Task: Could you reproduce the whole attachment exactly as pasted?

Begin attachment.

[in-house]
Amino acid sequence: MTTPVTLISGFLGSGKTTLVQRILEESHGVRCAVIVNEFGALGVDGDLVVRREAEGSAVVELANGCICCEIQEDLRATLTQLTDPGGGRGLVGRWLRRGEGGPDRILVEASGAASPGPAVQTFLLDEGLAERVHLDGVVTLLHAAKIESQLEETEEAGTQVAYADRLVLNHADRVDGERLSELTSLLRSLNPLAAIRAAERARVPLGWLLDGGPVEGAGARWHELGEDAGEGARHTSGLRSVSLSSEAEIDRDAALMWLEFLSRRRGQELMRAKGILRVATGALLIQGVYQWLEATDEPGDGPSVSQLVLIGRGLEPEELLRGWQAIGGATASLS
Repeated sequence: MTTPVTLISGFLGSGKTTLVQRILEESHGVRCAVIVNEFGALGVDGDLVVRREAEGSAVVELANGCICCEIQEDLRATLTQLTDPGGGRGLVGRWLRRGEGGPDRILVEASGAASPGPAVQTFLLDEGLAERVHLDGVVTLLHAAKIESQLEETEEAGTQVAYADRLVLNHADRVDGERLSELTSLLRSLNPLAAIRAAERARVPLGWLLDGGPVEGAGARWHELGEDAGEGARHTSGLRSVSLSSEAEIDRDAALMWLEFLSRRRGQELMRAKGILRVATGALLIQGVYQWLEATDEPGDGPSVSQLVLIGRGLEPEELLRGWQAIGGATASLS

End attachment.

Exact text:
[in-house]
Amino acid sequence: MTTPVTLISGFLGSGKTTLVQRILEESHGVRCAVIVNEFGALGVDGDLVVRREAEGSAVVELANGCICCEIQEDLRATLTQLTDPGGGRGLVGRWLRRGEGGPDRILVEASGAASPGPAVQTFLLDEGLAERVHLDGVVTLLHAAKIESQLEETEEAGTQVAYADRLVLNHADRVDGERLSELTSLLRSLNPLAAIRAAERARVPLGWLLDGGPVEGAGARWHELGEDAGEGARHTSGLRSVSLSSEAEIDRDAALMWLEFLSRRRGQELMRAKGILRVATGALLIQGVYQWLEATDEPGDGPSVSQLVLIGRGLEPEELLRGWQAIGGATASLS
Repeated sequence: MTTPVTLISGFLGSGKTTLVQRILEESHGVRCAVIVNEFGALGVDGDLVVRREAEGSAVVELANGCICCEIQEDLRATLTQLTDPGGGRGLVGRWLRRGEGGPDRILVEASGAASPGPAVQTFLLDEGLAERVHLDGVVTLLHAAKIESQLEETEEAGTQVAYADRLVLNHADRVDGERLSELTSLLRSLNPLAAIRAAERARVPLGWLLDGGPVEGAGARWHELGEDAGEGARHTSGLRSVSLSSEAEIDRDAALMWLEFLSRRRGQELMRAKGILRVATGALLIQGVYQWLEATDEPGDGPSVSQLVLIGRGLEPEELLRGWQAIGGATASLS